Download PDF

Ask the Food Doc: Do sugar-free sweeteners aid weight loss?

Dated : 02-Oct-2012
Source :

Editor's note: Bob Hutkins is the Food Doc. He is a professor at the University of Nebraska-Lincoln, where he teaches and conducts research in food science and food microbiology. Send your questions on any topic related to food, food safety, food ingredients and food processing to the Food Doc at His column runs monthly.

I drink a lot of sugar-free pop. I also use sugar-free sweeteners for my coffee and iced tea. Some of these sweeteners claim to be natural, whereas others are not. What are the differences between these sweeteners? The big question is whether or not they help me manage my weight.

It wasn’t that long ago that the onlyy sweetener used for pop, coffee and other foods was good, old-fashioned sugar, made from sugarcane or beet sugar. Many other sweeteners are now available, including corn-derived syrups and sweeteners extracted from fruits and other plants. However, nearly all of these sweeteners are classified as caloric or nutritive because since they all contribute calories.

For diabetics, dieters or other sugar abstainers, there was, for many years, only one alternative -- saccharin, developed by accident in a chemistry lab in 1879. Because it contained zero calories and was more than 300 times sweeter than sugar, saccharin became the first noncaloric sweetener. It was an immediate hit, mainly because it was a cheaper alternative. Still, consumers liked their sugar, and saccharin was not used widely until the 1960s. Its popularity led scientists to develop similar sweeteners, and a search that continues even today. As you’ve noted, there are so many of these sweeteners that it has become confusing for consumers to tell them apart or to decide which ones to use.

First, there are the artificial or chemically synthesized sweeteners. These include aspartame (sold under the brand names NutraSweet and Equal), saccharin (sold as Sweet ’N Low), sucralose (sold as Splenda) and acesulfame potassium or ace K (sold as Sunett and Sweet One). All of these sweeteners are FDA-approved and can be found in Diet Coke, Coca-Cola Zero, Pepsi One, Diet Pepsi and other diet pops as well as in the small, single-serving packages.

Currently, there is only one high-intensity sweetener that is naturally derived -- Stevia (sold as Sweet Leaf, Truvia, and PureVia). It is extracted from the leaves Stevia rebaudiana, a South American shrub. Like most artificial sweeteners, Stevia has zero calories. The search is on for other natural sweeteners, so expect to see more of these products in the near future.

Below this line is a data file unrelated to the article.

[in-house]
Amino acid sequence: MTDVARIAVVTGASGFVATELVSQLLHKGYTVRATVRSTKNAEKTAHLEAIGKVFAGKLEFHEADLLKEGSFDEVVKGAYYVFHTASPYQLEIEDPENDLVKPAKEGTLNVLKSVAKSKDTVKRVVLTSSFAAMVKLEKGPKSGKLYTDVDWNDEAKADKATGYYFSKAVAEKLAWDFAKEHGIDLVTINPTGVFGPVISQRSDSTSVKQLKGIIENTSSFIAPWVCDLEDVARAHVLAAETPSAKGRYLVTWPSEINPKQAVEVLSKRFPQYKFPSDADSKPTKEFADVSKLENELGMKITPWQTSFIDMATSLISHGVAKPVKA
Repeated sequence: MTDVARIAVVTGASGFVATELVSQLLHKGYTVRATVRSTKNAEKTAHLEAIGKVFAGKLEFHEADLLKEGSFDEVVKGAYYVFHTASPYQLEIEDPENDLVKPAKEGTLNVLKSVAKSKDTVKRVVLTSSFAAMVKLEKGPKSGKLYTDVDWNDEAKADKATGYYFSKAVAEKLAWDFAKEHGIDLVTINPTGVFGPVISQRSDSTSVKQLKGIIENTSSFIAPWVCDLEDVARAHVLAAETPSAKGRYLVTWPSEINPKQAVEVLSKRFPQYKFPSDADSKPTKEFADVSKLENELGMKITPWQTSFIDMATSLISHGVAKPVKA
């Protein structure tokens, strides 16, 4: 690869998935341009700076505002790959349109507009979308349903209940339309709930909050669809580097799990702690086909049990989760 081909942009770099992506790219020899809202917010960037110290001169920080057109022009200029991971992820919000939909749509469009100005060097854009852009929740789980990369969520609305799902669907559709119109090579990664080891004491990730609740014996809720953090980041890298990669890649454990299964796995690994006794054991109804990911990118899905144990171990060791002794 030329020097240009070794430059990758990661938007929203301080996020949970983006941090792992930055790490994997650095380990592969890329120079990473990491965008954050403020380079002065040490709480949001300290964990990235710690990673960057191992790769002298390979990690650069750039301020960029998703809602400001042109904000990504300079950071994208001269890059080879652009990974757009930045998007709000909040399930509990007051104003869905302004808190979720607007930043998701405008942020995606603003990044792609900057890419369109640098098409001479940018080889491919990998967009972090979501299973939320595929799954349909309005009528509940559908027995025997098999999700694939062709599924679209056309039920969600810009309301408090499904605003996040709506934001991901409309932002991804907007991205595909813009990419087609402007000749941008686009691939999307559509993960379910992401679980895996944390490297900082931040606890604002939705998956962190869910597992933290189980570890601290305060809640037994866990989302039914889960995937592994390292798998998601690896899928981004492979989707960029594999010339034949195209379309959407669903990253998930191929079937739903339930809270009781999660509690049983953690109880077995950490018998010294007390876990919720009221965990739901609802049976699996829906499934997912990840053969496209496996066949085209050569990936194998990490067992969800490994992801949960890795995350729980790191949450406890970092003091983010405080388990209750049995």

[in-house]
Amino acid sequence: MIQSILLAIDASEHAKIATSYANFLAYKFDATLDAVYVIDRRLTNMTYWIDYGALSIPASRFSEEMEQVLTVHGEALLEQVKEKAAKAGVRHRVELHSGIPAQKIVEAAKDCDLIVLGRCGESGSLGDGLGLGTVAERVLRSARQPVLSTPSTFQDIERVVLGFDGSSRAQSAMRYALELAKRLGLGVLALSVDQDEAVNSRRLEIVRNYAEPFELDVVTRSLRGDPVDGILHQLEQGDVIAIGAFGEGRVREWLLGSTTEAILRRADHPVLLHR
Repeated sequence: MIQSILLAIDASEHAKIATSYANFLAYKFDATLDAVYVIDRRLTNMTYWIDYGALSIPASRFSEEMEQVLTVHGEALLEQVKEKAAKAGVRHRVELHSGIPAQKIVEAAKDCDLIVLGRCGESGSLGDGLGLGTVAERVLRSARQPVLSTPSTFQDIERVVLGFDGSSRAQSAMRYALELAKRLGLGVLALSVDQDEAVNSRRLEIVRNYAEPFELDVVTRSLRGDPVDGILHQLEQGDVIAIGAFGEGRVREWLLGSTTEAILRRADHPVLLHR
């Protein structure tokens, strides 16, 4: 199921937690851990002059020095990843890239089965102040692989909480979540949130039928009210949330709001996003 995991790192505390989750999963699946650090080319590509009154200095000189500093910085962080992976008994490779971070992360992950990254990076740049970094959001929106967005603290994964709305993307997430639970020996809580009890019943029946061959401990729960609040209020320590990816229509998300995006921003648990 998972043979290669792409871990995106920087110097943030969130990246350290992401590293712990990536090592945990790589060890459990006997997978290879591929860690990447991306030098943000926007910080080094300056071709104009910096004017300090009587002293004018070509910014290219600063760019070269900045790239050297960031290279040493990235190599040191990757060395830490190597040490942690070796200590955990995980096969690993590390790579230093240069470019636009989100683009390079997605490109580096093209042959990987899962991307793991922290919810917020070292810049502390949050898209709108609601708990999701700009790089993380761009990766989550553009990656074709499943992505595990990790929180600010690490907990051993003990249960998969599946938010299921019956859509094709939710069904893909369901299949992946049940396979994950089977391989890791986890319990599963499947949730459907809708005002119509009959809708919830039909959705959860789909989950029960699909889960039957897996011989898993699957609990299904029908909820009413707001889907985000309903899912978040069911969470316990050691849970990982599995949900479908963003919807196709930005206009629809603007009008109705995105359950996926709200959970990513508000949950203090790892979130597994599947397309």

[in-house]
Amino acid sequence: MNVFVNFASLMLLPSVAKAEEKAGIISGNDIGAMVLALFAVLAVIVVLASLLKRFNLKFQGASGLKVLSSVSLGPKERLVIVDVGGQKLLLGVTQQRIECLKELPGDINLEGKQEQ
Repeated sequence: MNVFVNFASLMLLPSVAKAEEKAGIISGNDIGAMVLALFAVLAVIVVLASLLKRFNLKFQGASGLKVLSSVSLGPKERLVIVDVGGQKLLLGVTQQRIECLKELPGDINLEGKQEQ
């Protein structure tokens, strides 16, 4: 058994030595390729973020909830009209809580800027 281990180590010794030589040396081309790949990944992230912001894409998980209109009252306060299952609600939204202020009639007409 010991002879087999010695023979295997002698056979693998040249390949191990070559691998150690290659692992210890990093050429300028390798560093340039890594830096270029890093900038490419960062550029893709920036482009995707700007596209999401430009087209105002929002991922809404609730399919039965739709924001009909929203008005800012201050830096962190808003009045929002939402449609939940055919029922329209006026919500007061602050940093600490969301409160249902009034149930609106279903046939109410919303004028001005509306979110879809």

Because these sweeteners are 200 to 600 times sweeter than sugar, it takes just a few milligrams to equal the sweetening effect of a teaspoon of sugar. To give consumer packages some volume, a small amount of corn sugar or cellulose usually is added as a bulking agent.

The sweeteners do differ with respect to their applications in food. While most perform just fine in acidic foods (like pop), some are sensitive to high temperature and cannot be used for baking. Others may impart off-flavors, such as bitter, metallic or licorice.

Finally, it may seem counterintuitive, but there is real debate about whether the use of these sweeteners actually helps individuals reduce their calorie consumption and ultimately lose weight. Recently, the American Heart Association and the American Diabetes Association suggested that while pop and other sugar-rich foods do contribute extra calories in the diet, substituting sugar with noncaloric sweeteners does not necessarily lead to an overall reduction in calories ingested. This is explained, in part, as the “compensation effect” -- whereby people tend to consume those “saved” calories another time or from another food choice. The best examples are ordering a Big Mac and large fries, along with a diet pop, or having chocolate cake for dessert and then adding Sweet and Low to your coffee. Whether this compensation effect is psychological, biological or both is not yet known, but it does seem to explain why many sugar-free dieters don’t lose weight.